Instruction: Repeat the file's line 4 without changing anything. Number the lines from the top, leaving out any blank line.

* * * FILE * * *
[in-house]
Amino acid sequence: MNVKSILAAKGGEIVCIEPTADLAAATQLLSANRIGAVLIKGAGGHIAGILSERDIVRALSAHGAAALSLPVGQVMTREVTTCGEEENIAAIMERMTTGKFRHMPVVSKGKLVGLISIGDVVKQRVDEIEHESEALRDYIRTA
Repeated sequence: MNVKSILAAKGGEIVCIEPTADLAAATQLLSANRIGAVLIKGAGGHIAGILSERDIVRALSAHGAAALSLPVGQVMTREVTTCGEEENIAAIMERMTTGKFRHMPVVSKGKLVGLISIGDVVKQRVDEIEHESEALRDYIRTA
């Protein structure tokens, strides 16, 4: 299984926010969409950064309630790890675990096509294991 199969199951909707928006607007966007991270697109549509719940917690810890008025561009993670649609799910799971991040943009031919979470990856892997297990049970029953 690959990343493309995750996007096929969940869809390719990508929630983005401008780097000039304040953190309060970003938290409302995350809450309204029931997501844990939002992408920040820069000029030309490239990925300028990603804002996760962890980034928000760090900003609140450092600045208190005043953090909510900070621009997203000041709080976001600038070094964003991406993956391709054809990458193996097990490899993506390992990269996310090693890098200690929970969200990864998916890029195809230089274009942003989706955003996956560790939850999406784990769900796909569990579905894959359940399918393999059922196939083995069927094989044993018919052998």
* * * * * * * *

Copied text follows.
């Protein structure tokens, strides 16, 4: 299984926010969409950064309630790890675990096509294991 199969199951909707928006607007966007991270697109549509719940917690810890008025561009993670649609799910799971991040943009031919979470990856892997297990049970029953 690959990343493309995750996007096929969940869809390719990508929630983005401008780097000039304040953190309060970003938290409302995350809450309204029931997501844990939002992408920040820069000029030309490239990925300028990603804002996760962890980034928000760090900003609140450092600045208190005043953090909510900070621009997203000041709080976001600038070094964003991406993956391709054809990458193996097990490899993506390992990269996310090693890098200690929970969200990864998916890029195809230089274009942003989706955003996956560790939850999406784990769900796909569990579905894959359940399918393999059922196939083995069927094989044993018919052998």